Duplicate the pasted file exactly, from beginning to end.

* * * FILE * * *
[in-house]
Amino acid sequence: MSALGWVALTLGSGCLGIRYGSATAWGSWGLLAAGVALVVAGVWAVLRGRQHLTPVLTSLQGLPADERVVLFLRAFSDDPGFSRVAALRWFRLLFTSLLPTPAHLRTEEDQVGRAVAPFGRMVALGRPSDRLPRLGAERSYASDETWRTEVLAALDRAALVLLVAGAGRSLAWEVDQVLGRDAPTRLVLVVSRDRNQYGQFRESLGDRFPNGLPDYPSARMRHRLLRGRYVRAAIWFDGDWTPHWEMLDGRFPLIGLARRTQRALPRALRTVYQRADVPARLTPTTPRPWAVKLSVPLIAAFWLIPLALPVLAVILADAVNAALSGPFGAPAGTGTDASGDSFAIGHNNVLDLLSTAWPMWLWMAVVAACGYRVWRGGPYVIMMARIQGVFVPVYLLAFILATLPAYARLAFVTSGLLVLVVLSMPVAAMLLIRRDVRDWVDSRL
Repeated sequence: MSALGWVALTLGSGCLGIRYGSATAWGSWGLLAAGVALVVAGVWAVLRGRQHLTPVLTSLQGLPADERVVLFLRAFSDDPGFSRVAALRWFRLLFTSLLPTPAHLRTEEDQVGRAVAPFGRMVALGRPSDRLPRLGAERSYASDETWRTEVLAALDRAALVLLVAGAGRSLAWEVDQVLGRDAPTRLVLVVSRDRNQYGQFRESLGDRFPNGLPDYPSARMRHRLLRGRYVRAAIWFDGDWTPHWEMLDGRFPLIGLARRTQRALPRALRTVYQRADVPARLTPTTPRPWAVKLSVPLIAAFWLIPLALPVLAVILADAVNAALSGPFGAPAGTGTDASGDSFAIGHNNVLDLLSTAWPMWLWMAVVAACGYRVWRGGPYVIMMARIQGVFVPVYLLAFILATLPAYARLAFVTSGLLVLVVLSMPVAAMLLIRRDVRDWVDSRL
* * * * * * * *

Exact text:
[in-house]
Amino acid sequence: MSALGWVALTLGSGCLGIRYGSATAWGSWGLLAAGVALVVAGVWAVLRGRQHLTPVLTSLQGLPADERVVLFLRAFSDDPGFSRVAALRWFRLLFTSLLPTPAHLRTEEDQVGRAVAPFGRMVALGRPSDRLPRLGAERSYASDETWRTEVLAALDRAALVLLVAGAGRSLAWEVDQVLGRDAPTRLVLVVSRDRNQYGQFRESLGDRFPNGLPDYPSARMRHRLLRGRYVRAAIWFDGDWTPHWEMLDGRFPLIGLARRTQRALPRALRTVYQRADVPARLTPTTPRPWAVKLSVPLIAAFWLIPLALPVLAVILADAVNAALSGPFGAPAGTGTDASGDSFAIGHNNVLDLLSTAWPMWLWMAVVAACGYRVWRGGPYVIMMARIQGVFVPVYLLAFILATLPAYARLAFVTSGLLVLVVLSMPVAAMLLIRRDVRDWVDSRL
Repeated sequence: MSALGWVALTLGSGCLGIRYGSATAWGSWGLLAAGVALVVAGVWAVLRGRQHLTPVLTSLQGLPADERVVLFLRAFSDDPGFSRVAALRWFRLLFTSLLPTPAHLRTEEDQVGRAVAPFGRMVALGRPSDRLPRLGAERSYASDETWRTEVLAALDRAALVLLVAGAGRSLAWEVDQVLGRDAPTRLVLVVSRDRNQYGQFRESLGDRFPNGLPDYPSARMRHRLLRGRYVRAAIWFDGDWTPHWEMLDGRFPLIGLARRTQRALPRALRTVYQRADVPARLTPTTPRPWAVKLSVPLIAAFWLIPLALPVLAVILADAVNAALSGPFGAPAGTGTDASGDSFAIGHNNVLDLLSTAWPMWLWMAVVAACGYRVWRGGPYVIMMARIQGVFVPVYLLAFILATLPAYARLAFVTSGLLVLVVLSMPVAAMLLIRRDVRDWVDSRL